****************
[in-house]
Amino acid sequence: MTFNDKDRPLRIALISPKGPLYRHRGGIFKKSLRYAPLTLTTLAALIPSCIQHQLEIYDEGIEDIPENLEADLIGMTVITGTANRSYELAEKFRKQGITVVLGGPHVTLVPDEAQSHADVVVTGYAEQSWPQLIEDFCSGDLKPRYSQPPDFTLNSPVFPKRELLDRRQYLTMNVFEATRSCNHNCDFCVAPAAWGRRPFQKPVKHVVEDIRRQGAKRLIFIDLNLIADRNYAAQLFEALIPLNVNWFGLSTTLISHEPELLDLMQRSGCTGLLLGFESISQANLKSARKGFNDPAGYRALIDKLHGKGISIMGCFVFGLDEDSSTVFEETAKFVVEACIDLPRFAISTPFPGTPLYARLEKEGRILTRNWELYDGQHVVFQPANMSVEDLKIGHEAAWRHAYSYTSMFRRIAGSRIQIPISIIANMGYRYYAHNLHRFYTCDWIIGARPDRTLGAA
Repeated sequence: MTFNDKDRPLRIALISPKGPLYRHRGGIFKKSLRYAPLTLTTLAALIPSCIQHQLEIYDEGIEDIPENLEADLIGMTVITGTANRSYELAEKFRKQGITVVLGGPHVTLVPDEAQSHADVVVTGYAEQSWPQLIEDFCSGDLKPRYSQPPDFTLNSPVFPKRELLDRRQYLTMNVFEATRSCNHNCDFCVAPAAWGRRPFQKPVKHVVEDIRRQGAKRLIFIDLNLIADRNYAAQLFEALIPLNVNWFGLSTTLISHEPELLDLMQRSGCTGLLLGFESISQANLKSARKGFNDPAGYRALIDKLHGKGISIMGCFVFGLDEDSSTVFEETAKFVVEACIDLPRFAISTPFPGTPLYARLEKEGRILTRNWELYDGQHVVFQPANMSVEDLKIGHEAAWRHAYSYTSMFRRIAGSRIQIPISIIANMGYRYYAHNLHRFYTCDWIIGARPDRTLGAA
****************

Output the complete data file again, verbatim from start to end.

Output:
[in-house]
Amino acid sequence: MTFNDKDRPLRIALISPKGPLYRHRGGIFKKSLRYAPLTLTTLAALIPSCIQHQLEIYDEGIEDIPENLEADLIGMTVITGTANRSYELAEKFRKQGITVVLGGPHVTLVPDEAQSHADVVVTGYAEQSWPQLIEDFCSGDLKPRYSQPPDFTLNSPVFPKRELLDRRQYLTMNVFEATRSCNHNCDFCVAPAAWGRRPFQKPVKHVVEDIRRQGAKRLIFIDLNLIADRNYAAQLFEALIPLNVNWFGLSTTLISHEPELLDLMQRSGCTGLLLGFESISQANLKSARKGFNDPAGYRALIDKLHGKGISIMGCFVFGLDEDSSTVFEETAKFVVEACIDLPRFAISTPFPGTPLYARLEKEGRILTRNWELYDGQHVVFQPANMSVEDLKIGHEAAWRHAYSYTSMFRRIAGSRIQIPISIIANMGYRYYAHNLHRFYTCDWIIGARPDRTLGAA
Repeated sequence: MTFNDKDRPLRIALISPKGPLYRHRGGIFKKSLRYAPLTLTTLAALIPSCIQHQLEIYDEGIEDIPENLEADLIGMTVITGTANRSYELAEKFRKQGITVVLGGPHVTLVPDEAQSHADVVVTGYAEQSWPQLIEDFCSGDLKPRYSQPPDFTLNSPVFPKRELLDRRQYLTMNVFEATRSCNHNCDFCVAPAAWGRRPFQKPVKHVVEDIRRQGAKRLIFIDLNLIADRNYAAQLFEALIPLNVNWFGLSTTLISHEPELLDLMQRSGCTGLLLGFESISQANLKSARKGFNDPAGYRALIDKLHGKGISIMGCFVFGLDEDSSTVFEETAKFVVEACIDLPRFAISTPFPGTPLYARLEKEGRILTRNWELYDGQHVVFQPANMSVEDLKIGHEAAWRHAYSYTSMFRRIAGSRIQIPISIIANMGYRYYAHNLHRFYTCDWIIGARPDRTLGAA